Scottish council's £2 billion plan to fix crumbling roads and schools - through borrowing and council tax rises

The move by Highland Council is designed to tackle the poor state of its roads and problems with schools

A £2 billion plan to improve crumbling roads and schools in the Highlands has been announced – but it is likely to be funded by borrowing and rises in council tax.

Highland Council says the 20-year vision, which intends to address the two biggest problems facing the council in terms of investment and reputation, is “what the people of the Highlands need and deserve”.

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About one third of its entire school estate is considered in a Poor or C for condition or suitability – the local authority intends to raise that to Good or B.

Highland Council will borrow money to help fix the state of the authority's crumbling roads. Picture: Lisa FergusonHighland Council will borrow money to help fix the state of the authority's crumbling roads. Picture: Lisa Ferguson
Highland Council will borrow money to help fix the state of the authority's crumbling roads. Picture: Lisa Ferguson

Over the next decade, phase one will see Beauly Primary, Charleston Academy, Fortrose Academy and Inverness High redeveloped as plans for them are at the most advanced stage. It is expected work on each will start in the next three to five years, with an estimated investment of between £155 million to £195m.

The other schools in phase one, including primaries for Alness, Brora, Dingwall and a special school, plus secondaries for Dornoch, Invergordon, Golspie and Thurso, need to go through the local masterplan, option appraisal and the consultation process. They will likely be completed in the latter part of the next decade and their cost is estimated to be £310m to £385m.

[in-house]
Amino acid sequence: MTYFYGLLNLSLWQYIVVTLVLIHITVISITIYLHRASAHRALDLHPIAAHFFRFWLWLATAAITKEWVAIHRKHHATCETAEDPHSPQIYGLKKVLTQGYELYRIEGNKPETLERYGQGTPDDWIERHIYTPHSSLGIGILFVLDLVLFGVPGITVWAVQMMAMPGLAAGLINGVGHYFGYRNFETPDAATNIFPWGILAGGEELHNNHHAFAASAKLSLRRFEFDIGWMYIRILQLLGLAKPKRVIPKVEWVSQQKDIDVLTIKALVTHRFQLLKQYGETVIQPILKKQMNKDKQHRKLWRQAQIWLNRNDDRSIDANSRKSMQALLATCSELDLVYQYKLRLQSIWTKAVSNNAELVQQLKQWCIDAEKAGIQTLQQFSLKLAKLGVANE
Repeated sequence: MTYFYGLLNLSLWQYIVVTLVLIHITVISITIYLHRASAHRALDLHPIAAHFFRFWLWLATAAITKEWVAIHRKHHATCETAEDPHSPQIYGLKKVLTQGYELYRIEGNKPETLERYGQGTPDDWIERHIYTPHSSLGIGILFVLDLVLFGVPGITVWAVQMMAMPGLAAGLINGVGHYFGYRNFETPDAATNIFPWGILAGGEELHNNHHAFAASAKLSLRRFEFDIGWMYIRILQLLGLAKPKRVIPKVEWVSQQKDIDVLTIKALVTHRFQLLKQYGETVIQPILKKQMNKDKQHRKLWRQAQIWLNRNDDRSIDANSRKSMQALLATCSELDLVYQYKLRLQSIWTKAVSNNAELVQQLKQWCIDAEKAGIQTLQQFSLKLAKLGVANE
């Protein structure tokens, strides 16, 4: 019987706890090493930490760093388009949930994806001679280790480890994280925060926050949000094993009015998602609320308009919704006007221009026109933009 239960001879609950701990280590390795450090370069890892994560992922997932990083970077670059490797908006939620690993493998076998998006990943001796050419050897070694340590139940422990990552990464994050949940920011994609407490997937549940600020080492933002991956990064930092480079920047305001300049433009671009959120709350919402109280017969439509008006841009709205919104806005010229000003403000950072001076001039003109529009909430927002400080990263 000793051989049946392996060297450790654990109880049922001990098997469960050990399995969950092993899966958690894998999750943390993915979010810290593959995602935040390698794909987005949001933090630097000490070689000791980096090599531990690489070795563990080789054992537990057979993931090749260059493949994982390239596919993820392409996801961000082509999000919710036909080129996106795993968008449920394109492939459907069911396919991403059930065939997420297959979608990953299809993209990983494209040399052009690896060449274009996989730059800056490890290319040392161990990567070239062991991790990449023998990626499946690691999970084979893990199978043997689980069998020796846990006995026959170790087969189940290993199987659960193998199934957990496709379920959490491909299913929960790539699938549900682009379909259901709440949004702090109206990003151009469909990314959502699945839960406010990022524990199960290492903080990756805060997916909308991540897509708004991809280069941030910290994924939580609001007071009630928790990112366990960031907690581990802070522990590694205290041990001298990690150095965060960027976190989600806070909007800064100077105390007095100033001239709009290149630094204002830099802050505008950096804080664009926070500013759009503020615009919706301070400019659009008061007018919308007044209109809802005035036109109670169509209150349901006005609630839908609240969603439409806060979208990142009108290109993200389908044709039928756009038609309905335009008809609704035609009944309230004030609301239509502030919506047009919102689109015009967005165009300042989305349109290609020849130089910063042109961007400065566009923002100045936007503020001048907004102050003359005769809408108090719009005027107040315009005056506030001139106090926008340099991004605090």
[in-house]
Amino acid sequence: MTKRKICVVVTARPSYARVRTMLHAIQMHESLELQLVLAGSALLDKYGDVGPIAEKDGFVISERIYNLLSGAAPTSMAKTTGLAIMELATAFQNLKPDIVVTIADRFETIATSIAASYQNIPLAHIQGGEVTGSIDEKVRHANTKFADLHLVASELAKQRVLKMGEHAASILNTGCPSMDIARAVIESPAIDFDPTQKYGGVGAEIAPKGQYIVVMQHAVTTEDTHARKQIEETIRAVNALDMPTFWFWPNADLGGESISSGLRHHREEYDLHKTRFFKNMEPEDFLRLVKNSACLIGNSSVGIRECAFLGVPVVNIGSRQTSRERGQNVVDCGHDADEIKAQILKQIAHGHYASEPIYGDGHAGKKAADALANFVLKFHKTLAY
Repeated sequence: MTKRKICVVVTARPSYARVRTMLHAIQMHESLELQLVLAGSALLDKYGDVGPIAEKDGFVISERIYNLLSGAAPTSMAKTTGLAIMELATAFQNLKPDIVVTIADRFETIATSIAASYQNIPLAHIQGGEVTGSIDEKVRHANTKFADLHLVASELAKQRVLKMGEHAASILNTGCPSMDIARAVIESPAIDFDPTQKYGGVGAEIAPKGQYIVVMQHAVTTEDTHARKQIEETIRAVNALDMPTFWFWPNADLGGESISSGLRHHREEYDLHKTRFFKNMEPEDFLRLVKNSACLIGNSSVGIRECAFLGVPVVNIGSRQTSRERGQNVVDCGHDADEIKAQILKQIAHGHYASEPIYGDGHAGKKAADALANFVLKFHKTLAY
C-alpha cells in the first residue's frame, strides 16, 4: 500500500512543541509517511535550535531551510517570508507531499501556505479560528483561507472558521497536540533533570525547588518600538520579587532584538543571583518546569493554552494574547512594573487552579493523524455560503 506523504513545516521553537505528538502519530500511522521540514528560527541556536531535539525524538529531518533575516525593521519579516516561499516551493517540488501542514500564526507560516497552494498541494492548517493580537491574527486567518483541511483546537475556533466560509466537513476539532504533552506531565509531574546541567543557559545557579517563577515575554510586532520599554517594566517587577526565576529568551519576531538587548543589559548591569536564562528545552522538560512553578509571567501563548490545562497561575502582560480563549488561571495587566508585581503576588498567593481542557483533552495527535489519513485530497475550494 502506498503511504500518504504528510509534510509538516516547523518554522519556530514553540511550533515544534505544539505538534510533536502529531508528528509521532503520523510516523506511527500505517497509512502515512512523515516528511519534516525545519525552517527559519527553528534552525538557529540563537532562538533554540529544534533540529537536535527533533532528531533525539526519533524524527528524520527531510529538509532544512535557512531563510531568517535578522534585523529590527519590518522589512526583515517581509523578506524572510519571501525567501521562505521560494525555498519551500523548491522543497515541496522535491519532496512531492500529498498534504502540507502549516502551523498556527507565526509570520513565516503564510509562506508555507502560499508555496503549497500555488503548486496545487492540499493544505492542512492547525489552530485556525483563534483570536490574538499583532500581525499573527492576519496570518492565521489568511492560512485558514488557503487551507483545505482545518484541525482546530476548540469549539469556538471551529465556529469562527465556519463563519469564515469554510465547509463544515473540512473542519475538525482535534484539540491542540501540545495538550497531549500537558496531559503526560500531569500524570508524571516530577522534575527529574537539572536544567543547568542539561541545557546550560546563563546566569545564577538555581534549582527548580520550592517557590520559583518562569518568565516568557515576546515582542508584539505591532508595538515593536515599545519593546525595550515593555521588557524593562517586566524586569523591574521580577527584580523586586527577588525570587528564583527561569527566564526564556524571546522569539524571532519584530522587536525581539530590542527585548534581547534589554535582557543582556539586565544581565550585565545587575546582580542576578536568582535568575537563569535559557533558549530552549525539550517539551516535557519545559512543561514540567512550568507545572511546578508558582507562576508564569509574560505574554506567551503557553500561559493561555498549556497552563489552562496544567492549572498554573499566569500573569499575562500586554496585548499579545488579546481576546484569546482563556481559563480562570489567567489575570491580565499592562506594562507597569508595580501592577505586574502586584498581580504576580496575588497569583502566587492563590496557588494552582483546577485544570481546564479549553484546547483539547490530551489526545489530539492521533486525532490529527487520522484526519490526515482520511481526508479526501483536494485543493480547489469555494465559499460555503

Altogether, an additional £526.8m is proposed for renewing the school estate and establishing a Community Point of Delivery (PoD) programme, co-locating services with Police Scotland, NHS Highland and other partners to save all concerned money where possible.

An extra £106m will be earmarked to maintain and improve current investment in roads from 2027.

Council convener Bill Lobban said the plan was “what the people of the Highlands need and deserve” and leader Raymond Bremner said the big change is “these projects are deliverable within the foreseeable future”.

Chief executive Derek Brown said: “The council has a currently approved five-year capital program, starting from this year, of £435m. What the plan will deliver above and beyond that is the initial Phase One – the first ten years, roads, school property and then that baseline level of capital.

“That's £797m that has been described as looking at that long-term modelling that's been undertaken, looking at over the 20 years then the potential is for just over £2bn of investment.”

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Mr Lobban said: “What we are proposing is a hugely significant, inclusive, long-term and strategic investment programme. It'll create jobs and economic prosperity all across the area.

“It's one of the biggest investment programs in the country. It's a radical solution to significant challenges that we face in reducing and maintaining and renewing our asset base.”

Cllr Bremner stated: “It has always been a case of which one or two schools are we going to do? Now we've got this investment programme, it has opened it up to show that these projects are deliverable within the foreseeable future.”

The new approach will be put to Highland’s full council meeting next week for agreement.

The move comes after councillors in Highland met in March to rubber stamp a plan that envisaged saving £900,000 between 2025 and 2027 by “reconfiguring school assets”, as well as removing 70 principal teacher posts in primaries, while retaining overall teacher numbers.



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